BNP Paribas Securities agrees to pay $250,000 to settle SEC charges

Maria Nikolova

This matter concerns BNP Paribas Securities’s violations of Rule 203(a)(1) of Regulation SHO, which prohibits lending shares to settle sale orders marked as “long.”

The United States Securities and Exchange Commission (SEC) has accepted an offer of settlement submitted by BNP Paribas Securities (BNPP).

The matter concerns BNPP’s violations of Rule 203(a)(1) of Regulation SHO, which prohibits lending shares to settle sale orders marked as “long.” From April 2016 through July 2016, BNPP routinely loaned a hedge fund prime brokerage customer securities on settlement date to settle purported “long” sales. These sale orders were all executed away from BNPP at another broker-dealer (“Broker-Dealer A”) on behalf of the Hedge Fund.

On at least 35 occasions over a four-month period, the Hedge Fund submitted to Broker-Dealer A sale orders marked “long” for execution, and those sale orders subsequently were submitted to BNPP for clearing. But for each of those “long” sales, on the morning of settlement, the Hedge Fund did not have sufficient shares of the securities in its account at BNPP to sufficiently cover the sale order. BNPP served as the clearing broker for each of these transactions and was routinely alerted on the morning following the trade date that the Hedge Fund lacked sufficient shares in its BNPP account to cover the orders.

When the settlement date for each of those sale orders arrived and the Hedge Fund had not delivered sufficient shares to its account at BNPP to cover the sale, BNPP loaned the Hedge Fund shares to settle the sale. In total, BNPP loaned the Hedge Fund more than eight million shares in the securities of three different issuers to settle purported “long” sales that had been submitted to BNPP for clearing.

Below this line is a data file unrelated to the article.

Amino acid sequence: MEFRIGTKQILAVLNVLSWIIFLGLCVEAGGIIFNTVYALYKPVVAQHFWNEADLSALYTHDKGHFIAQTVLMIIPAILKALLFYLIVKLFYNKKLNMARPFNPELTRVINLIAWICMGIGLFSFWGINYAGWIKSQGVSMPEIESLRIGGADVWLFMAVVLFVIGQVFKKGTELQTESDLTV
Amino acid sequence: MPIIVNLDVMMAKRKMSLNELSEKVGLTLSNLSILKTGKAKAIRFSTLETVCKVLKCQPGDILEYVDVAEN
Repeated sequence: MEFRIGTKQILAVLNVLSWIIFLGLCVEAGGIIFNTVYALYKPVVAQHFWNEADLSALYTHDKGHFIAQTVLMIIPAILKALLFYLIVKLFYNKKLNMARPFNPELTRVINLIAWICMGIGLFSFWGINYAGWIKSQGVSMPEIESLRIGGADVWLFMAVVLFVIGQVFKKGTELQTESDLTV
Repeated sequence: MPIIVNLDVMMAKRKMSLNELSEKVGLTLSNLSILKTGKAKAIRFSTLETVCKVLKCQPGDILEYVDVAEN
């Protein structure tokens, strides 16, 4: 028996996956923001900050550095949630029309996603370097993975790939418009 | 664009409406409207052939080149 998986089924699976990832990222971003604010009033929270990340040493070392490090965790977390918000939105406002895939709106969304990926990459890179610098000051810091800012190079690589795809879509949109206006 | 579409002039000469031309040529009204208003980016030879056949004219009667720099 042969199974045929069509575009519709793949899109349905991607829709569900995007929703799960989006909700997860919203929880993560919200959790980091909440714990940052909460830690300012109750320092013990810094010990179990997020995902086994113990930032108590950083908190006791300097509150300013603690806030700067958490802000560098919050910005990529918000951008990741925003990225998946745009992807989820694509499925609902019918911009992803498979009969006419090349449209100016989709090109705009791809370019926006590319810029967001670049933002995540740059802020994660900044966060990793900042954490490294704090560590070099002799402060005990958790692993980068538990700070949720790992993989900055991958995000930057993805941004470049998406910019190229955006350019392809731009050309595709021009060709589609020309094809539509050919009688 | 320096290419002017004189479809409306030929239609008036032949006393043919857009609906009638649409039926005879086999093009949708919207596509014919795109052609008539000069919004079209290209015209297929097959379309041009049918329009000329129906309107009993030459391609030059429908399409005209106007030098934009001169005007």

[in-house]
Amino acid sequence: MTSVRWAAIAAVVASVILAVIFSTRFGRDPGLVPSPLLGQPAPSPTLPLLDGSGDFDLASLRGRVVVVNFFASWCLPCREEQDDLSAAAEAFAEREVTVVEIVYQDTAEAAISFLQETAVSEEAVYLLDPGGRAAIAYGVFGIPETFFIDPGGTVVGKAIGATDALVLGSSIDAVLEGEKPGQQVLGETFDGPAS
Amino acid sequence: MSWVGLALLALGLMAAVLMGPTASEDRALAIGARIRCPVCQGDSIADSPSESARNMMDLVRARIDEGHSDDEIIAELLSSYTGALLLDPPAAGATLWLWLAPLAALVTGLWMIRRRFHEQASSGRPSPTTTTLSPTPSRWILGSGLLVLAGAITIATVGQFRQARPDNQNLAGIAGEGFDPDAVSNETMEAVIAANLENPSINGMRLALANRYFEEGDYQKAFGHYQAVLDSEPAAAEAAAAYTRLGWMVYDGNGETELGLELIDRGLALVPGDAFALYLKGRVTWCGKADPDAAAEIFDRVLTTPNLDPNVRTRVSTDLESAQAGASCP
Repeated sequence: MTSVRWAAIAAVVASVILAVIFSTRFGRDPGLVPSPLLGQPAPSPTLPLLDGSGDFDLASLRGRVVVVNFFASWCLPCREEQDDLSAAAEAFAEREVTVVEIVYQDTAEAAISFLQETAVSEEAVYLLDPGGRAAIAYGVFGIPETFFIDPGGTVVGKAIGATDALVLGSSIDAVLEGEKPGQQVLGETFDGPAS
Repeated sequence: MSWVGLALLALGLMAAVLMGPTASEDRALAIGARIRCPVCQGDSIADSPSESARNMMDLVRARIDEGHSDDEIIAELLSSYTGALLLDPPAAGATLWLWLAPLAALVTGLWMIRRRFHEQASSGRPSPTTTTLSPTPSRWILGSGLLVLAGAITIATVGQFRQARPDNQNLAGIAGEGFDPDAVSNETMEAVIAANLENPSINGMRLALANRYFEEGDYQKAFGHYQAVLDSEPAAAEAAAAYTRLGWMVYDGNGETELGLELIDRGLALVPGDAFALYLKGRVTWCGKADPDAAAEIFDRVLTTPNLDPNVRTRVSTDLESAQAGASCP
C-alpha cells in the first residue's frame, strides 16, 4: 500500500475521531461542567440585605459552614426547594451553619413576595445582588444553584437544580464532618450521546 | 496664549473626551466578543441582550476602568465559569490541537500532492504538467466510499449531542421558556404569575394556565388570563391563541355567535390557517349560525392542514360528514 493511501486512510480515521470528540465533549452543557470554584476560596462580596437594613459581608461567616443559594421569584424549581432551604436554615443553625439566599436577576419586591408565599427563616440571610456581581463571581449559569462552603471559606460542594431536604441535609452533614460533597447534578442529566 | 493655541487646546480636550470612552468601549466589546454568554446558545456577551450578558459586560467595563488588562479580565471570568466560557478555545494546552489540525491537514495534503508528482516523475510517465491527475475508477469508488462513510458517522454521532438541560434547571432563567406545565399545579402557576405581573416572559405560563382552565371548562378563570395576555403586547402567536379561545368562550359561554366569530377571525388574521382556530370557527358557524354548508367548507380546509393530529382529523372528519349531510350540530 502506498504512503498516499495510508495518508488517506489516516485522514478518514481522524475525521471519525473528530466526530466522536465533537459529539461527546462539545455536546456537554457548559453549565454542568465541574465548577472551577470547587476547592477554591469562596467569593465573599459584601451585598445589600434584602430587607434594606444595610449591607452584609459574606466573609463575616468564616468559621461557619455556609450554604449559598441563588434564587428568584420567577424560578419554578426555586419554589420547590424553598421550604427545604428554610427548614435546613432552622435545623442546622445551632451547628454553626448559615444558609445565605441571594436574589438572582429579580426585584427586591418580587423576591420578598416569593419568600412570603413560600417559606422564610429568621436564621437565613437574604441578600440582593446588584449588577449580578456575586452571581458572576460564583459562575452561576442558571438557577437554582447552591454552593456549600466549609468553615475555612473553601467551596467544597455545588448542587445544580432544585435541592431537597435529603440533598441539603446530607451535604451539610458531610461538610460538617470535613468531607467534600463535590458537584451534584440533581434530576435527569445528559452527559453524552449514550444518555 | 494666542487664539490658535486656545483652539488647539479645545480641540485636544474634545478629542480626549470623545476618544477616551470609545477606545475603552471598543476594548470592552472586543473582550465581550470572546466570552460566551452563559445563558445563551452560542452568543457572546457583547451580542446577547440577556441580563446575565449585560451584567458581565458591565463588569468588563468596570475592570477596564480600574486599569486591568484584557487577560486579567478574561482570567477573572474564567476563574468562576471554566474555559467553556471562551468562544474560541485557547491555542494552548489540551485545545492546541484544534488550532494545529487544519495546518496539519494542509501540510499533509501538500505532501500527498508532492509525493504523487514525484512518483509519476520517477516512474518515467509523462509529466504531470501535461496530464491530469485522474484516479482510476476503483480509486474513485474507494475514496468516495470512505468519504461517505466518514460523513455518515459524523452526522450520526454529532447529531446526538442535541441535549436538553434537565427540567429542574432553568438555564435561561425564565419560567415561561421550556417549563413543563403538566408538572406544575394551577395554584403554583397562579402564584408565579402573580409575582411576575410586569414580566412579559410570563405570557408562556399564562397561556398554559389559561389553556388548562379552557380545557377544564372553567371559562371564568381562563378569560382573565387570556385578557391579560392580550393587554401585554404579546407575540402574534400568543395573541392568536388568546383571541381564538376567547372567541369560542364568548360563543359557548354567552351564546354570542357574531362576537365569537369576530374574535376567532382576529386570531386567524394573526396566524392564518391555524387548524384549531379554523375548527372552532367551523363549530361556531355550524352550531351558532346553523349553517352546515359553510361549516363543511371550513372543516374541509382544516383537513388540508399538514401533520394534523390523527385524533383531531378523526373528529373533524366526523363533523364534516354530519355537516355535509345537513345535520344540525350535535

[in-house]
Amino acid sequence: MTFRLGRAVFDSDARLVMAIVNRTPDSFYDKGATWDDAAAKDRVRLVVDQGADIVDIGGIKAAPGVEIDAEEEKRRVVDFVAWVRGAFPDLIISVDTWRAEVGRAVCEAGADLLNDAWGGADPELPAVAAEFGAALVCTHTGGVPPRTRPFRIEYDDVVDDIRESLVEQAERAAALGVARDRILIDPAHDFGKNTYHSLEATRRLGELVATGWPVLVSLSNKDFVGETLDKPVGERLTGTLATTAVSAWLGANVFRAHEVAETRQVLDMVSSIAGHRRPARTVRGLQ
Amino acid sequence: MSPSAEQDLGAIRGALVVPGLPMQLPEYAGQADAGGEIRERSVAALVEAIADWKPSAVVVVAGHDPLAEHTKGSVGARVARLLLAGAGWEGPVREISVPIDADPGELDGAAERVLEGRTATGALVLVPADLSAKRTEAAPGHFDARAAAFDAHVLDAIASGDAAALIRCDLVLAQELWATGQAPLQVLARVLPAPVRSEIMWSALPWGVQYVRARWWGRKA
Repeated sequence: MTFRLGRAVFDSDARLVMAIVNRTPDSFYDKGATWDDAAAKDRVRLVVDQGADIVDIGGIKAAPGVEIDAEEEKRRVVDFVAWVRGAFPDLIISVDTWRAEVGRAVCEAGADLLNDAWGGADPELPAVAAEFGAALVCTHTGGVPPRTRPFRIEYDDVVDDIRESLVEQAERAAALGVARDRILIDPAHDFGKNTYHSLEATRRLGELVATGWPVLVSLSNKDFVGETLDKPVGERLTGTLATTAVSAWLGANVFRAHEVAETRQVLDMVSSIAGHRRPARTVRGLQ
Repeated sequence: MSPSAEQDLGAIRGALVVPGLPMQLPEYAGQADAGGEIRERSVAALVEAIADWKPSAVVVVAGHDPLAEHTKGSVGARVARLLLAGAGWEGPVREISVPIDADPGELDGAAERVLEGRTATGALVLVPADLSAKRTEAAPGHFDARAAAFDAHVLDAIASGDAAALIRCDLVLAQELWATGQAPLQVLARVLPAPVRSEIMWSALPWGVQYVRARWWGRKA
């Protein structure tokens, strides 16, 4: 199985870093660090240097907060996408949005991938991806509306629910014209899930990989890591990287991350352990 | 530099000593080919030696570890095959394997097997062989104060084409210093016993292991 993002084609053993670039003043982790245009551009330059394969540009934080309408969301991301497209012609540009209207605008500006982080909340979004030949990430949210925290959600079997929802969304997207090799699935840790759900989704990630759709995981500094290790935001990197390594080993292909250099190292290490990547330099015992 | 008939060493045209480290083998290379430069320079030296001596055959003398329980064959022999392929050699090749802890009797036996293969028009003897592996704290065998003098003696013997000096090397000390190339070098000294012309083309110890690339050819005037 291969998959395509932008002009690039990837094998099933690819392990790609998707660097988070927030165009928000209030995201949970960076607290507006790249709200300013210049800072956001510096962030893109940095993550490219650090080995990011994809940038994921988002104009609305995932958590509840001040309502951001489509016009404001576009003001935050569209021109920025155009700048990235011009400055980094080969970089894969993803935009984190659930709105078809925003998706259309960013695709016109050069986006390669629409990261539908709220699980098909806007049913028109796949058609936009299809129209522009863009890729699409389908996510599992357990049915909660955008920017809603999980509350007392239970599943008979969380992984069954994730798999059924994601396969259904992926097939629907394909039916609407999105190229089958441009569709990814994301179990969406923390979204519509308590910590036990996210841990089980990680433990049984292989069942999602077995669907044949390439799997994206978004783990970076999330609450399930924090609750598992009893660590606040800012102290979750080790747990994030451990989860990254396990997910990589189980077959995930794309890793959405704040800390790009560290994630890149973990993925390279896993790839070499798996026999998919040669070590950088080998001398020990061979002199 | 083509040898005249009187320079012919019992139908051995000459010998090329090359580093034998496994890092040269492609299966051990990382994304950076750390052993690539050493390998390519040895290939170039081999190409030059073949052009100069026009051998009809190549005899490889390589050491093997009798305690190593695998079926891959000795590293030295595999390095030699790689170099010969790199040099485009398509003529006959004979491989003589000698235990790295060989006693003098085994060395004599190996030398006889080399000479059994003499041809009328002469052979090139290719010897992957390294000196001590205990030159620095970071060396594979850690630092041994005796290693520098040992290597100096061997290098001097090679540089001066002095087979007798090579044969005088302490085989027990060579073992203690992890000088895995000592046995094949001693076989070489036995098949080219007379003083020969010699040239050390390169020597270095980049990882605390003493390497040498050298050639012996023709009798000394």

The SEC finds that, at the time of the Hedge Fund’s “long” sale orders, BNPP did not take steps necessary to reasonably ascertain that the Hedge Fund owned the securities, nor did the Hedge Fund’s assurances to BNPP reasonably inform BNPP that the Hedge Fund would deliver the securities to its BNPP account prior to the scheduled settlement date.

In addition, although the Hedge Fund routinely made assurances to BNPP that its orders were properly marked as “long” and that it would deliver the securities to its BNPP account prior to settlement date, it was not reasonable for BNPP to rely on such representations because BNPP was on notice of the Hedge Fund’s repeated failures to deliver the securities to its BNPP account by settlement date. Instead, BNPP automatically loaned the shares to settle these “long” sales and did not conduct any analysis or consider the known facts and circumstances, including the Hedge Fund’s history of failing to deliver enough shares to its BNPP account prior to scheduled settlement, to determine whether it would be reasonable to conclude that the Hedge Fund in fact owned the securities or would deliver them to its BNPP account prior to settlement.

According to the SEC, in light of the Hedge Fund’s conduct, it was unreasonable for BNPP to rely on the Hedge Fund’s statements that the Hedge Fund’s orders were properly marked “long” and that the Hedge Fund would deliver the securities to its BNPP account prior to scheduled settlement.

BNPP has been found to have violated Rule 203(a)(1) on at least 35 occasions when it loaned the Hedge Fund securities to settle sale orders marked as “long.”

There are a number of sanctions agreed to in BNPP’s offer. The company will pay a civil money penalty in the amount of $250,000 to the SEC. BNPP will cease and desist from committing or causing any violations and any future violations of Rule 203(a)(1) of Regulation SHO, promulgated under the Exchange Act. Also, BNPP is censured.

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